The Burden Of Fantasy
Self-Compassion is our greatest remedy for fantasy. Of course, on its face, there is nothing particularly wrong with fantasy. It can be a nice vacation from our problems, and real world dilemmas. However, when we find ourselves dipping into it one time too many, the issue becomes clear. We are becoming surer, by the day, that we will not get what we need, nor are we worthy of it.
By your very existence, you merit freedom from suffering, and love. All people hope to be free from suffering, and all people hope for love. Selfishly, if they want it for themselves, they have to want it for you. So, if all these people want us to find love and ease, why do we feel so stressed and unloved sometimes?
Separating Fantasy From Reality
Part of it is television, movies, and social media. They portray this idyllic family or couple that never fight, and are always finding the humor in things, who do not misjudge each other, or wrongly place blame, and hurt, or who never feel self-conscious and frustrated with themselves. These people do not actually exist. However our wish to not suffer is so great that we find ourselves making them up, or buying into it when other people do.
The other part of it is that sometimes we suffer so much that we hope for the diametrical opposite of our experience. If we are sad a lot, we hope to be infinitely happy. If we are confused a lot, we hope to be infinitely wise. If we feel bored on a consistent basis, then we hope to be the most interesting person in the world. You get the point.
So, social media and suffering cause us to develop these fantasies, which initially help us feel better, and fill us full of hope. Yet, they are also silently persuading us that we need them to be happy. Listen. If fantasies were possible, then we could call them realities. So, pursuing them will certainly lead to failure. That failure might be ok, if it did not convince you that you needed fantasy to be complete.
Pulling Gratitude And Self-Compassion Out Of Reality
You are already complete. If you changed absolutely nothing, you would still be worthy of love, kindness, and the interest of others. There will never be anyone like you because the history, moments, people, the universe, and pure destiny that went into your origin cannot be bottled or repeated.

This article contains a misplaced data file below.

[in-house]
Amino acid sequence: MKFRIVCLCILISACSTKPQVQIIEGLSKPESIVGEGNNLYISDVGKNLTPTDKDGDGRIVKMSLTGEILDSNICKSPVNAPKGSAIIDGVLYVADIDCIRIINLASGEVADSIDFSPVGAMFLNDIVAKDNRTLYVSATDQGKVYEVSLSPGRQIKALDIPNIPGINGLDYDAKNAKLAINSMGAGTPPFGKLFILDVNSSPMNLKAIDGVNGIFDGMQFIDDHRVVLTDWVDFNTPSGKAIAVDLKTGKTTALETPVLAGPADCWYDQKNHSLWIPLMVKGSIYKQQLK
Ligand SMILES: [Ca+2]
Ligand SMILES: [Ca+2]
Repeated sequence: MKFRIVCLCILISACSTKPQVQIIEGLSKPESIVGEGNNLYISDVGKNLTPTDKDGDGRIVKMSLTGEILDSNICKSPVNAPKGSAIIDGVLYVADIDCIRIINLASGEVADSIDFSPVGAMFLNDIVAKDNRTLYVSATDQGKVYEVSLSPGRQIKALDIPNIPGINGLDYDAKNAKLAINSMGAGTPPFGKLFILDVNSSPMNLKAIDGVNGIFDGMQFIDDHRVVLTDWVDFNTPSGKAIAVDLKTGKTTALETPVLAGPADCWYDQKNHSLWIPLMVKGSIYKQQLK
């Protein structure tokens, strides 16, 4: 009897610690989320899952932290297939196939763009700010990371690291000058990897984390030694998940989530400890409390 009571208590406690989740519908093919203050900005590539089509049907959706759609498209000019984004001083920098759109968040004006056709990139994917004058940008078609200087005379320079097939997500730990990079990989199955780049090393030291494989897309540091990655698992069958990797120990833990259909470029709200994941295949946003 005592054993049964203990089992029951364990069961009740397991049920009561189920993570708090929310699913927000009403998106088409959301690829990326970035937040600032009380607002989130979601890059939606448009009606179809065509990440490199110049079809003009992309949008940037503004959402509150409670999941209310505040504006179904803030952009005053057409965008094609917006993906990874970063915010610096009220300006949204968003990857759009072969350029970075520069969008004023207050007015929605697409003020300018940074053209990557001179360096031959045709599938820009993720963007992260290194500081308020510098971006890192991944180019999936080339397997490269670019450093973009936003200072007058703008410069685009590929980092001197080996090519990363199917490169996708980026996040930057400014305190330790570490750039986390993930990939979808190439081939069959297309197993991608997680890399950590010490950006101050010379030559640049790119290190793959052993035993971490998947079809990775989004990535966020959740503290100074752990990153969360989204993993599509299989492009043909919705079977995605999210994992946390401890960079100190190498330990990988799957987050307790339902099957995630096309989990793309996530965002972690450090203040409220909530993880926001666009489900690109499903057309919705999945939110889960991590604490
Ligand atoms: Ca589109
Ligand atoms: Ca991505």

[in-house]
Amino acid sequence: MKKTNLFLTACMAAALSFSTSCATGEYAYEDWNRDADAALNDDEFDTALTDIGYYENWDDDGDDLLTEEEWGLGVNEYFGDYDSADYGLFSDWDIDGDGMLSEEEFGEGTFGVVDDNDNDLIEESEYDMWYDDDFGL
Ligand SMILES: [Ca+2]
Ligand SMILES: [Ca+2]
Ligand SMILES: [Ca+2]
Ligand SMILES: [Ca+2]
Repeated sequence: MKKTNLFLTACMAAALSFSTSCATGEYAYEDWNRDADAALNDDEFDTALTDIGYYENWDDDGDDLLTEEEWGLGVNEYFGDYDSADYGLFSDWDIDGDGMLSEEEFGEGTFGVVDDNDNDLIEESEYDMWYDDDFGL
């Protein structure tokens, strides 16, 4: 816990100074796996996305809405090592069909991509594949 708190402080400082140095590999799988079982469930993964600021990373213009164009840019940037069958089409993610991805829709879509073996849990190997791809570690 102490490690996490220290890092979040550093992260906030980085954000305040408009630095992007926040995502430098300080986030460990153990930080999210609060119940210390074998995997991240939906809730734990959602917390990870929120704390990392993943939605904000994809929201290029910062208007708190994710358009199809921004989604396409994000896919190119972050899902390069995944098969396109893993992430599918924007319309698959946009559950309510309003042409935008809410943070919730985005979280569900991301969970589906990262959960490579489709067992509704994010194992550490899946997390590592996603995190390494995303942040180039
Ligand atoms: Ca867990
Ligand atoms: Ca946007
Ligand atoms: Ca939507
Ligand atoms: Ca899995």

So, we need to take care of the you that we have got. If you talk a lot, then those of us who do not want to talk so much should be thankful. If you are beautiful, then those of us that do not want so much attention should be thanking you. If you are quiet, those of us who talk a lot should thank you for the opportunity to talk, and if you do not dwell in your beauty, those of us who find resilience in dwelling a little bit longer on our physical appearance should thank you for allowing it.
This gratitude will give you compassion for yourself and others. It will free you from believing that you need your fantasies to feel such love, and understanding. It will give you more patience for your flaws, and more appreciation for your strengths. It will also be a stark reminder that any other combination of those things would leave the people who love you, and need you with a lot less.
Find time to put your fantasies down, and give yourself permission to appreciate the person that you are, and the person you try so hard to be. Let your effort, and your humanity simply be enough. When this practice becomes challenging (maybe immediately), think of the people, who love you unconditionally, and give them a little credit for having such good taste. Sending you lots of love and compassion.
365 Days Of Self-Compassion. Day 157. In The Books.